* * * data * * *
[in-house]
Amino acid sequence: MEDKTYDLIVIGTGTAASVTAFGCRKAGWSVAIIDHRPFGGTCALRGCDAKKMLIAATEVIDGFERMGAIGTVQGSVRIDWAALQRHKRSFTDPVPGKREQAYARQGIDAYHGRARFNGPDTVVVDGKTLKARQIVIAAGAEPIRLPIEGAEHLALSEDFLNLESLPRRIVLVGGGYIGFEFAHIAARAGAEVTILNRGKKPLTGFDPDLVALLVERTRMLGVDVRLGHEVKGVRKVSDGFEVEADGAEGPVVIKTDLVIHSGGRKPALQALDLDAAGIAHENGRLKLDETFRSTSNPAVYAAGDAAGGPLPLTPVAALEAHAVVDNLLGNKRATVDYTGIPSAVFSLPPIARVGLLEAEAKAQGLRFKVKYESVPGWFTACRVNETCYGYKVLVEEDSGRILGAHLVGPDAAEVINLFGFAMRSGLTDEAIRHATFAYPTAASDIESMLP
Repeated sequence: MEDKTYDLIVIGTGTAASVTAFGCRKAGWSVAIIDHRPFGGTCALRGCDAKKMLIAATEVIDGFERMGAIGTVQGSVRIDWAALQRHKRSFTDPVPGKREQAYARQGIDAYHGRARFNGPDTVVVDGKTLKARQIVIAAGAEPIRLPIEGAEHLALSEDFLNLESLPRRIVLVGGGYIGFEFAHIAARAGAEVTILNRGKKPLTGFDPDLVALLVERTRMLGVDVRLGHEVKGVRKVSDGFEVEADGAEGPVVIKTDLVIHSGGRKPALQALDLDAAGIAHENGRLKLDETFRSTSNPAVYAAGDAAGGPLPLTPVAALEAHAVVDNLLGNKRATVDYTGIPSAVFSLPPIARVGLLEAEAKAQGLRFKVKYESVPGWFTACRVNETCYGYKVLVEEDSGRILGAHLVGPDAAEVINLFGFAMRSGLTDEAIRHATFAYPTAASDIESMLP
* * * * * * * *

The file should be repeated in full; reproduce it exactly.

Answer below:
[in-house]
Amino acid sequence: MEDKTYDLIVIGTGTAASVTAFGCRKAGWSVAIIDHRPFGGTCALRGCDAKKMLIAATEVIDGFERMGAIGTVQGSVRIDWAALQRHKRSFTDPVPGKREQAYARQGIDAYHGRARFNGPDTVVVDGKTLKARQIVIAAGAEPIRLPIEGAEHLALSEDFLNLESLPRRIVLVGGGYIGFEFAHIAARAGAEVTILNRGKKPLTGFDPDLVALLVERTRMLGVDVRLGHEVKGVRKVSDGFEVEADGAEGPVVIKTDLVIHSGGRKPALQALDLDAAGIAHENGRLKLDETFRSTSNPAVYAAGDAAGGPLPLTPVAALEAHAVVDNLLGNKRATVDYTGIPSAVFSLPPIARVGLLEAEAKAQGLRFKVKYESVPGWFTACRVNETCYGYKVLVEEDSGRILGAHLVGPDAAEVINLFGFAMRSGLTDEAIRHATFAYPTAASDIESMLP
Repeated sequence: MEDKTYDLIVIGTGTAASVTAFGCRKAGWSVAIIDHRPFGGTCALRGCDAKKMLIAATEVIDGFERMGAIGTVQGSVRIDWAALQRHKRSFTDPVPGKREQAYARQGIDAYHGRARFNGPDTVVVDGKTLKARQIVIAAGAEPIRLPIEGAEHLALSEDFLNLESLPRRIVLVGGGYIGFEFAHIAARAGAEVTILNRGKKPLTGFDPDLVALLVERTRMLGVDVRLGHEVKGVRKVSDGFEVEADGAEGPVVIKTDLVIHSGGRKPALQALDLDAAGIAHENGRLKLDETFRSTSNPAVYAAGDAAGGPLPLTPVAALEAHAVVDNLLGNKRATVDYTGIPSAVFSLPPIARVGLLEAEAKAQGLRFKVKYESVPGWFTACRVNETCYGYKVLVEEDSGRILGAHLVGPDAAEVINLFGFAMRSGLTDEAIRHATFAYPTAASDIESMLP